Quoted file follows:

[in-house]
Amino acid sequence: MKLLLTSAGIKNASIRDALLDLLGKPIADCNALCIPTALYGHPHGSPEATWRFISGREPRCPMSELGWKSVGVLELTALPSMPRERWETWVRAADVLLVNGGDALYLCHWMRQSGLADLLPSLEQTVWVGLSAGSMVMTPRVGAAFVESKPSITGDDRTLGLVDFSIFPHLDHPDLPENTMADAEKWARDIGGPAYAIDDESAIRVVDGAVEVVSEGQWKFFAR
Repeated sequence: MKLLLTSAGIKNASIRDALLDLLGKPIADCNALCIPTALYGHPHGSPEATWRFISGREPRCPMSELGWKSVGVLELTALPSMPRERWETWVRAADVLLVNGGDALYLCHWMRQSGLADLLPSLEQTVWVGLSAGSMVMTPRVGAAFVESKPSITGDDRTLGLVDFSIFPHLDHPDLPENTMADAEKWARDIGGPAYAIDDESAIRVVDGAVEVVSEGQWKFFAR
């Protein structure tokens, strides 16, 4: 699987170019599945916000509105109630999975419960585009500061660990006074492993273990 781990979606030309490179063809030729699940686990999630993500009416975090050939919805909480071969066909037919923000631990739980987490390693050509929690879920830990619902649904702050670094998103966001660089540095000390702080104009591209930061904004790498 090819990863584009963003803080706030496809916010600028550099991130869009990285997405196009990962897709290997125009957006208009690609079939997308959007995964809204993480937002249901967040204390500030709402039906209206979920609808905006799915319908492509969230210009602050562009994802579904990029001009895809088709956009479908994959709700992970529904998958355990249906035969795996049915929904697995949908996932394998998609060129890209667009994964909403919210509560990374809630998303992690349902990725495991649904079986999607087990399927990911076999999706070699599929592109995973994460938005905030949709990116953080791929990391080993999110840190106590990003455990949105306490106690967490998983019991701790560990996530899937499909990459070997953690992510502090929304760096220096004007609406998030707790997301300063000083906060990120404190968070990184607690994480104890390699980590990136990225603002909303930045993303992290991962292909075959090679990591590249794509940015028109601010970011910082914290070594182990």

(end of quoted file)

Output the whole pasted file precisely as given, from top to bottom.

[in-house]
Amino acid sequence: MKLLLTSAGIKNASIRDALLDLLGKPIADCNALCIPTALYGHPHGSPEATWRFISGREPRCPMSELGWKSVGVLELTALPSMPRERWETWVRAADVLLVNGGDALYLCHWMRQSGLADLLPSLEQTVWVGLSAGSMVMTPRVGAAFVESKPSITGDDRTLGLVDFSIFPHLDHPDLPENTMADAEKWARDIGGPAYAIDDESAIRVVDGAVEVVSEGQWKFFAR
Repeated sequence: MKLLLTSAGIKNASIRDALLDLLGKPIADCNALCIPTALYGHPHGSPEATWRFISGREPRCPMSELGWKSVGVLELTALPSMPRERWETWVRAADVLLVNGGDALYLCHWMRQSGLADLLPSLEQTVWVGLSAGSMVMTPRVGAAFVESKPSITGDDRTLGLVDFSIFPHLDHPDLPENTMADAEKWARDIGGPAYAIDDESAIRVVDGAVEVVSEGQWKFFAR
């Protein structure tokens, strides 16, 4: 699987170019599945916000509105109630999975419960585009500061660990006074492993273990 781990979606030309490179063809030729699940686990999630993500009416975090050939919805909480071969066909037919923000631990739980987490390693050509929690879920830990619902649904702050670094998103966001660089540095000390702080104009591209930061904004790498 090819990863584009963003803080706030496809916010600028550099991130869009990285997405196009990962897709290997125009957006208009690609079939997308959007995964809204993480937002249901967040204390500030709402039906209206979920609808905006799915319908492509969230210009602050562009994802579904990029001009895809088709956009479908994959709700992970529904998958355990249906035969795996049915929904697995949908996932394998998609060129890209667009994964909403919210509560990374809630998303992690349902990725495991649904079986999607087990399927990911076999999706070699599929592109995973994460938005905030949709990116953080791929990391080993999110840190106590990003455990949105306490106690967490998983019991701790560990996530899937499909990459070997953690992510502090929304760096220096004007609406998030707790997301300063000083906060990120404190968070990184607690994480104890390699980590990136990225603002909303930045993303992290991962292909075959090679990591590249794509940015028109601010970011910082914290070594182990």